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Monday, March 18, 2013

Iraqis Have Complicated Feelings On War Anniversary

Anna Khanakan and her children, Tariq and Tara, welcomed the American military when they arrived in Iraq in 2003. (Courtesy Principle Pictures)

Anna Khanakan and her children, Tariq and Tara, welcomed the American military when they arrived in Iraq in 2003. (Courtesy Principle Pictures)

This week marks the ten year anniversary of the American invasion of Iraq.

Anna Khanakah, a Kurdish woman from Sulaymaniyah in Northeast Iraq, who worked for the American government in Iraq, has complicated feelings about the war.

On the one hand, she is grateful to the United States, because she feels her country was liberated from an oppressive dictator. On the other, she says the war caused horrible damages and allowed terrorist groups to gain a stronger foothold in Iraq.

Khanakah and her family were resettled in Southern California in 2010, after she says Islamic terrorists marked her as a traitor for working with Americans.

She wishes that American troops had remained in Iraq to help safeguard the country. She is also disappointed in the U.S., because she says the government abandoned Iraqis who risked their lives by working for America during the war.

It took two harrowing years before the U.S. resettled Khanakah. During that time, she was in constant fear of her life. Now she says she and her family face a tough economy and difficult job market.

But, she is pleased that her children are getting an education, and says her family is pursuing the American dream.

Khanakah also appears in the documentary “The List”:


  • Anna Khanakah, Iraqi woman who worked for the U.S. government in Iraq.

Please follow our community rules when engaging in comment discussion on this site.
  • http://twitter.com/language_news Judy Jenner

    Thank you so much for shedding light on the complicated issue of military interpreters! However, it looks like. Ms. Khanakah worked for the American military forces as an interpreter, not a translator (I am both, and while it might sound petty, this is an important distinction in our profession). Interpreters work with the spoken word, while translators work with the written word. Have a look: http://www.npr.org/2011/01/20/133091238/Letters-A-Clarification-Lego-Stadium

    • Doubting_Thomas12

      Not petty- as an engineer it would likely be the same as confusing an embedded systems engineer with an electrical engineer, or an optical(IR) engineer with a radar engineer. Little details that actually mean worlds of difference when you’re actually the boots on the ground.

    • Cphprescott

      I’m sorry, but does the distinction have any relevance in the context of this story?  Interpreter or translator, seems to me that they would both be in danger, and having done their jobs with the promise of protection, deserve the fulfillment of that promise regardless of the semantics of written or spoken word.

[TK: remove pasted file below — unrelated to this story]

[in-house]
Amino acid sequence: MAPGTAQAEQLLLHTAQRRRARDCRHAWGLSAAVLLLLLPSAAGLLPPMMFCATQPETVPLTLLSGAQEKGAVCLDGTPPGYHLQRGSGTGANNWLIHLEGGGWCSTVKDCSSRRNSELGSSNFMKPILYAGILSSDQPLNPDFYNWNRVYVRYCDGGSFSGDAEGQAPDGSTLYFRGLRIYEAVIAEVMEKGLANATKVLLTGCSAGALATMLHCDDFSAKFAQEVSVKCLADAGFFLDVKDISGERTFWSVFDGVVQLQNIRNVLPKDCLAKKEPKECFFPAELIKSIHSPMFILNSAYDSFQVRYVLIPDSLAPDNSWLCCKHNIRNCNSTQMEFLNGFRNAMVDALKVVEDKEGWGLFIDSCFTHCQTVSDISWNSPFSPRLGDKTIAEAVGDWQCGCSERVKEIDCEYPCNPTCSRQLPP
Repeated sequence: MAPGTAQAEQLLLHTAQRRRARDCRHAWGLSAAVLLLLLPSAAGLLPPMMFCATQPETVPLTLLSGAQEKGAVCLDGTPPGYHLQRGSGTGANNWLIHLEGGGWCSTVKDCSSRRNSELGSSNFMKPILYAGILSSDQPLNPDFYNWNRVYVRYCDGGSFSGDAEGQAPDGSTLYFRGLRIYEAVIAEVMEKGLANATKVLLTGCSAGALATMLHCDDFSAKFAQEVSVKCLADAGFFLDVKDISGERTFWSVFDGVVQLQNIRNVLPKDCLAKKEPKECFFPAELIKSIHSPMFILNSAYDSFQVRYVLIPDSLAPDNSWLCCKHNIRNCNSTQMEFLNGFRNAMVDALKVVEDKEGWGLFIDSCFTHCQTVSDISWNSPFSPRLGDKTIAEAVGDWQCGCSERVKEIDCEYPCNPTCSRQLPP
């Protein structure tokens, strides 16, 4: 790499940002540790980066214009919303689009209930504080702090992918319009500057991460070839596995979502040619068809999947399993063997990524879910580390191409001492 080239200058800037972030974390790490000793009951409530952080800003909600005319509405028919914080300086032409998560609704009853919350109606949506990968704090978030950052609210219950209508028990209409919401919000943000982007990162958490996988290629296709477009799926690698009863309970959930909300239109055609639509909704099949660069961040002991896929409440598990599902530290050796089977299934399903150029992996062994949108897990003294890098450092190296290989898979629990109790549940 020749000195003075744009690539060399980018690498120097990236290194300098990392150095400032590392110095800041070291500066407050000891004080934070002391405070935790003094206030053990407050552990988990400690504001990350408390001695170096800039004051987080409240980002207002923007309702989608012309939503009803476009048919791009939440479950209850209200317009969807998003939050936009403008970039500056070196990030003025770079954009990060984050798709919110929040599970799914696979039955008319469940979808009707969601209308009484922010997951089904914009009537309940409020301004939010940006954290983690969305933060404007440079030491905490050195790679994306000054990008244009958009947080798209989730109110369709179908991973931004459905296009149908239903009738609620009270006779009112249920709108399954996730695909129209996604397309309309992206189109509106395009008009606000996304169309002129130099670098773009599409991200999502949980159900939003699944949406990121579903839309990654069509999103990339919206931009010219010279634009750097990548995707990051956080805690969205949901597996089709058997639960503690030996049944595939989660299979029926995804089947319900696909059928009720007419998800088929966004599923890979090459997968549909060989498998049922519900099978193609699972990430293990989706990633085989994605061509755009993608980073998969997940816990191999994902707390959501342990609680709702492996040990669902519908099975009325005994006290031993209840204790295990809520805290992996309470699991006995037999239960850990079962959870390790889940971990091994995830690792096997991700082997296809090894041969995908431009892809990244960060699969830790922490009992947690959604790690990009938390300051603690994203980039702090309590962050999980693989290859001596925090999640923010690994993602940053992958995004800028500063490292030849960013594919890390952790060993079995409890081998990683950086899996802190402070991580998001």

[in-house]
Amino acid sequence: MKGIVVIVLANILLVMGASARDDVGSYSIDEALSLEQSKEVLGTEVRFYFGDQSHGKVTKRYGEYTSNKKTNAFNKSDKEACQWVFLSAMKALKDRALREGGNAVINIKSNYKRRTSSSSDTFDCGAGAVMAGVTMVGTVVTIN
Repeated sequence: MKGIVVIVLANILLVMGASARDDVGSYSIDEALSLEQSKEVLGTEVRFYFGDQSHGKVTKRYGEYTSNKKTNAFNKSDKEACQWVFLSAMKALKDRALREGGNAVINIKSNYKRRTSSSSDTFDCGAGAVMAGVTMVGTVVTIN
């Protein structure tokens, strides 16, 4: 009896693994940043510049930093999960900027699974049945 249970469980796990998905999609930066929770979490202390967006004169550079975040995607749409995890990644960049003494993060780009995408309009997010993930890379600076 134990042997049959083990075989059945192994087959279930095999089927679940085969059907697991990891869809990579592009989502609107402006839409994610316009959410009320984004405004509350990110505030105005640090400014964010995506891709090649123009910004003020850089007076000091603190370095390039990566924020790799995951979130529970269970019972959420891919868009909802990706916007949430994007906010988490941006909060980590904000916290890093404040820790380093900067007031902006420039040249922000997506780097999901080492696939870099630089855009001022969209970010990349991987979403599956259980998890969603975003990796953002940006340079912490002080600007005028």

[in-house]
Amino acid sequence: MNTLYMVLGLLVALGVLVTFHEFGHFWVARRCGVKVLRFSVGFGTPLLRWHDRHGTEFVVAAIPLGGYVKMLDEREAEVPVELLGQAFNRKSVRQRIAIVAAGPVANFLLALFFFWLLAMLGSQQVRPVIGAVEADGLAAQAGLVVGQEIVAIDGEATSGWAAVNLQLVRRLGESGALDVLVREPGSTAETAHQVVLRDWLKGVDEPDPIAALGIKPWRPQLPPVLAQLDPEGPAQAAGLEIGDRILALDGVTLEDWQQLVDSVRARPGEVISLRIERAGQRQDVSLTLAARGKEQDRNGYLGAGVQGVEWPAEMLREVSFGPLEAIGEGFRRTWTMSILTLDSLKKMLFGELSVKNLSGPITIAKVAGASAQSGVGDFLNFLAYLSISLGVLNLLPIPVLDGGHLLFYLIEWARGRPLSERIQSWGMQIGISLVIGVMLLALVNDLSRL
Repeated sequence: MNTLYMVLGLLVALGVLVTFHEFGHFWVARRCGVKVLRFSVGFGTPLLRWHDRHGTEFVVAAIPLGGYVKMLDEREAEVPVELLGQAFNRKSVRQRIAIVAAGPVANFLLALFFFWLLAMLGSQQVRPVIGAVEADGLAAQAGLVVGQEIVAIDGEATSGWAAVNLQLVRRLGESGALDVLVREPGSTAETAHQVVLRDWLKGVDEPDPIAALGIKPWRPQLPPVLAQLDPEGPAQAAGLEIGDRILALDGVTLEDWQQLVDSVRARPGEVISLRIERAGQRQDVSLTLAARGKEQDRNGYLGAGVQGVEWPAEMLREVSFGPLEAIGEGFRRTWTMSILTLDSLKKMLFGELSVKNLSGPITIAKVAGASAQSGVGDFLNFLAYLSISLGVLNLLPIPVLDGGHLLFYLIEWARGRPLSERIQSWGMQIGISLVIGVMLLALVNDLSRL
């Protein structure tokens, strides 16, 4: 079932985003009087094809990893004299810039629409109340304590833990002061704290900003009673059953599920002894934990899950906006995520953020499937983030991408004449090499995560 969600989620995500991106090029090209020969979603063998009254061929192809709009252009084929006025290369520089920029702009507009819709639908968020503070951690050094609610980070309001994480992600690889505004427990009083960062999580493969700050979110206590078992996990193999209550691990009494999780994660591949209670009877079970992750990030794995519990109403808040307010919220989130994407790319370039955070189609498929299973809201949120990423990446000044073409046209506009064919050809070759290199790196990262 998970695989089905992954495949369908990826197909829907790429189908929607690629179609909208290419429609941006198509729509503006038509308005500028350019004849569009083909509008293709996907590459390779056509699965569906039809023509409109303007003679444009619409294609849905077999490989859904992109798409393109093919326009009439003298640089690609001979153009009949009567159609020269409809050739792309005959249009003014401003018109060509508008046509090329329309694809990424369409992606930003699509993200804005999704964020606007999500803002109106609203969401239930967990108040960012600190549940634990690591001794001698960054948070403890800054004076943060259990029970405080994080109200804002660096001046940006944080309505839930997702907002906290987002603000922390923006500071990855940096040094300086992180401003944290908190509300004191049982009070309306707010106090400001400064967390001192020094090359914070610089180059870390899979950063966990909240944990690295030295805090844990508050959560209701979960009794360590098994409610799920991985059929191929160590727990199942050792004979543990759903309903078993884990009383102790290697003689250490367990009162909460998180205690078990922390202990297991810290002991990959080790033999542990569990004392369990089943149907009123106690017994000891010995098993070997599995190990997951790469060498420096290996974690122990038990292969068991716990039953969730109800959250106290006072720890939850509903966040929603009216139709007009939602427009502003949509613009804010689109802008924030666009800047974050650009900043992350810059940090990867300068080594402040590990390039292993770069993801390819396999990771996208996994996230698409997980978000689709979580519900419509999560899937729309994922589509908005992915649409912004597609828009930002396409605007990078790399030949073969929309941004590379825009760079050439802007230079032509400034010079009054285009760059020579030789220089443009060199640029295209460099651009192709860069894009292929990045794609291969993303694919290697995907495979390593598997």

• Dovecottage

    Dear Robin, please
    let me ask:  When did God Almighty appointed any of us  (let alone The Supreme Court or the 
    Republican Party) judge and jury and determine  who has the right to marry,  have children or die!  He made us all  with his own hands; wrought with his devoted love and compassion;  all  given  His divine right to free will and  be good, honest and happy.

  • Dovecottage

    Thank you so much for allowing us to comment.  How can anyone take the right to marry, have children and be recognized and respected families, gay or  not?  God made Gay people too and notice: Like all different people,  they have incredible,  unique gifts, that many of us not gay can only admire and respect and wish we could have them also. 

    Besides, in our selfish society, where people think that only their opinion matters for they are perfect and righteous, who would ever CHOOSE to be Gay?  Oh,  how not to cry for all the children who killed themselves because they could not change their sexual orientation? 

     I wish I could  say  this to  those people in the Supreme Court, the Republican Party and the many religious people who see God, not as our Heavenly FATHER, but as a terrible judge of what He created.
    Of course, He also gave us free will to choose right from wrong:  How could  the wish to get married for life be wrong?

    Oh,  this hurst so much.  It is like the way we treat our Vets, our Foster children, our mentally ill and  our people in jail. Who is perfect in this world?   Can’t we please, strive to help and think of  any of these persons as our son, brother, nephew.  When others hurt, how not to hut ourselves too?

    So much stress I gained five pounds in two days and i have terrible knees and back.Thank you Robin, God bless always.

Robin and Jeremy

Robin Young and Jeremy Hobson host Here & Now, a live two-hour production of NPR and WBUR Boston.

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